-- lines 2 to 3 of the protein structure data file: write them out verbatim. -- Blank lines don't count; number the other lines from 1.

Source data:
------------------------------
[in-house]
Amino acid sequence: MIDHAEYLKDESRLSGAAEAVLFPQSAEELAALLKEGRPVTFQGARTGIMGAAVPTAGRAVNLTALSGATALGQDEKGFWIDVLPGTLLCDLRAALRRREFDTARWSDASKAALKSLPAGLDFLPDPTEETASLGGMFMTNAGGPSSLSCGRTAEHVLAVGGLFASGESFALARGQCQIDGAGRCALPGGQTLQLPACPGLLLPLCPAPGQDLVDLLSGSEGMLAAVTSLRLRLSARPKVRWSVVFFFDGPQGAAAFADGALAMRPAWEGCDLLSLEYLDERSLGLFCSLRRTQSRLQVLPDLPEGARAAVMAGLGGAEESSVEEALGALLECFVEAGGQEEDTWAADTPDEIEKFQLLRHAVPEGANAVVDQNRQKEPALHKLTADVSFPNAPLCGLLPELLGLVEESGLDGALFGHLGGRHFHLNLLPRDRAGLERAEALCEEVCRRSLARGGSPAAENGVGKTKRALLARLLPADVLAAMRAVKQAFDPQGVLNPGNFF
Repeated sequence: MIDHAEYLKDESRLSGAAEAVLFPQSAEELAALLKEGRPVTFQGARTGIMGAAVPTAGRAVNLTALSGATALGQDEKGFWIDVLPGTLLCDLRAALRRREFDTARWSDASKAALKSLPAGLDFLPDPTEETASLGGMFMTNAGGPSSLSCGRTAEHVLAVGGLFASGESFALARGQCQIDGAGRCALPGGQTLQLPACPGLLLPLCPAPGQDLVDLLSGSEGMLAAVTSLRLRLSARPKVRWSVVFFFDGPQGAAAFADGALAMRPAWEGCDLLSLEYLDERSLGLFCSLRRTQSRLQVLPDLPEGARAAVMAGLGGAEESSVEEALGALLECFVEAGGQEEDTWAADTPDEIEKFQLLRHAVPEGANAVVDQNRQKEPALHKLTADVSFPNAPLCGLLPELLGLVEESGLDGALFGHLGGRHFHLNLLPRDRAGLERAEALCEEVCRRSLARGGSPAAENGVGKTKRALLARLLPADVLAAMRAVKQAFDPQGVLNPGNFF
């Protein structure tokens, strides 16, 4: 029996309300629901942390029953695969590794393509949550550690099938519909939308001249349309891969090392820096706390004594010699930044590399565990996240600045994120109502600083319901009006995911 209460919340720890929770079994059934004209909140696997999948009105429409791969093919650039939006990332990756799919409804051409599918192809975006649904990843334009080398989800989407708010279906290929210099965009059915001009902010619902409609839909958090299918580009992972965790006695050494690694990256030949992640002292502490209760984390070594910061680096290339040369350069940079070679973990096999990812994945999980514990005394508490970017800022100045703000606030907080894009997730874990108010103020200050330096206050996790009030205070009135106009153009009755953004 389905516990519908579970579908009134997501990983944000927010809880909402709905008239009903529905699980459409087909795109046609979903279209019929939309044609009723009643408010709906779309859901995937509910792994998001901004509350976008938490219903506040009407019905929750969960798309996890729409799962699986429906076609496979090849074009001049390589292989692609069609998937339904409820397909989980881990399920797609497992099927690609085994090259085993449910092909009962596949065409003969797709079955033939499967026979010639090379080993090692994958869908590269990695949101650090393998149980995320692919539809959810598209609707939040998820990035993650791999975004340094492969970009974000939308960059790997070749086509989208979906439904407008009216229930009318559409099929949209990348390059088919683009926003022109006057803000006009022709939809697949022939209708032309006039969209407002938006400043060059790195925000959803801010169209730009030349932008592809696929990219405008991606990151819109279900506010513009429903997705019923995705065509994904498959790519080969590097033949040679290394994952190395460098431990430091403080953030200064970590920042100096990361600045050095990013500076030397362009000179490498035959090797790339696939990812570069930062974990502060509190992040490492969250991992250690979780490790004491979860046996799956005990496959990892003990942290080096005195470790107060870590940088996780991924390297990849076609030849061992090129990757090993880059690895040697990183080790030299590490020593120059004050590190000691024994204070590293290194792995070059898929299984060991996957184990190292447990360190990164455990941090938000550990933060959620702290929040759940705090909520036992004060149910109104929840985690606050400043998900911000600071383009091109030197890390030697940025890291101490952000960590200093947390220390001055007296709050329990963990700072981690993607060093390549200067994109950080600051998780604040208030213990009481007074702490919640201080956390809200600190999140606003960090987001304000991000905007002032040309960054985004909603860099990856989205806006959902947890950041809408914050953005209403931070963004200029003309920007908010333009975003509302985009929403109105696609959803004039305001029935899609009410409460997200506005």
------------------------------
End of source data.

Amino acid sequence: MIDHAEYLKDESRLSGAAEAVLFPQSAEELAALLKEGRPVTFQGARTGIMGAAVPTAGRAVNLTALSGATALGQDEKGFWIDVLPGTLLCDLRAALRRREFDTARWSDASKAALKSLPAGLDFLPDPTEETASLGGMFMTNAGGPSSLSCGRTAEHVLAVGGLFASGESFALARGQCQIDGAGRCALPGGQTLQLPACPGLLLPLCPAPGQDLVDLLSGSEGMLAAVTSLRLRLSARPKVRWSVVFFFDGPQGAAAFADGALAMRPAWEGCDLLSLEYLDERSLGLFCSLRRTQSRLQVLPDLPEGARAAVMAGLGGAEESSVEEALGALLECFVEAGGQEEDTWAADTPDEIEKFQLLRHAVPEGANAVVDQNRQKEPALHKLTADVSFPNAPLCGLLPELLGLVEESGLDGALFGHLGGRHFHLNLLPRDRAGLERAEALCEEVCRRSLARGGSPAAENGVGKTKRALLARLLPADVLAAMRAVKQAFDPQGVLNPGNFF
Repeated sequence: MIDHAEYLKDESRLSGAAEAVLFPQSAEELAALLKEGRPVTFQGARTGIMGAAVPTAGRAVNLTALSGATALGQDEKGFWIDVLPGTLLCDLRAALRRREFDTARWSDASKAALKSLPAGLDFLPDPTEETASLGGMFMTNAGGPSSLSCGRTAEHVLAVGGLFASGESFALARGQCQIDGAGRCALPGGQTLQLPACPGLLLPLCPAPGQDLVDLLSGSEGMLAAVTSLRLRLSARPKVRWSVVFFFDGPQGAAAFADGALAMRPAWEGCDLLSLEYLDERSLGLFCSLRRTQSRLQVLPDLPEGARAAVMAGLGGAEESSVEEALGALLECFVEAGGQEEDTWAADTPDEIEKFQLLRHAVPEGANAVVDQNRQKEPALHKLTADVSFPNAPLCGLLPELLGLVEESGLDGALFGHLGGRHFHLNLLPRDRAGLERAEALCEEVCRRSLARGGSPAAENGVGKTKRALLARLLPADVLAAMRAVKQAFDPQGVLNPGNFF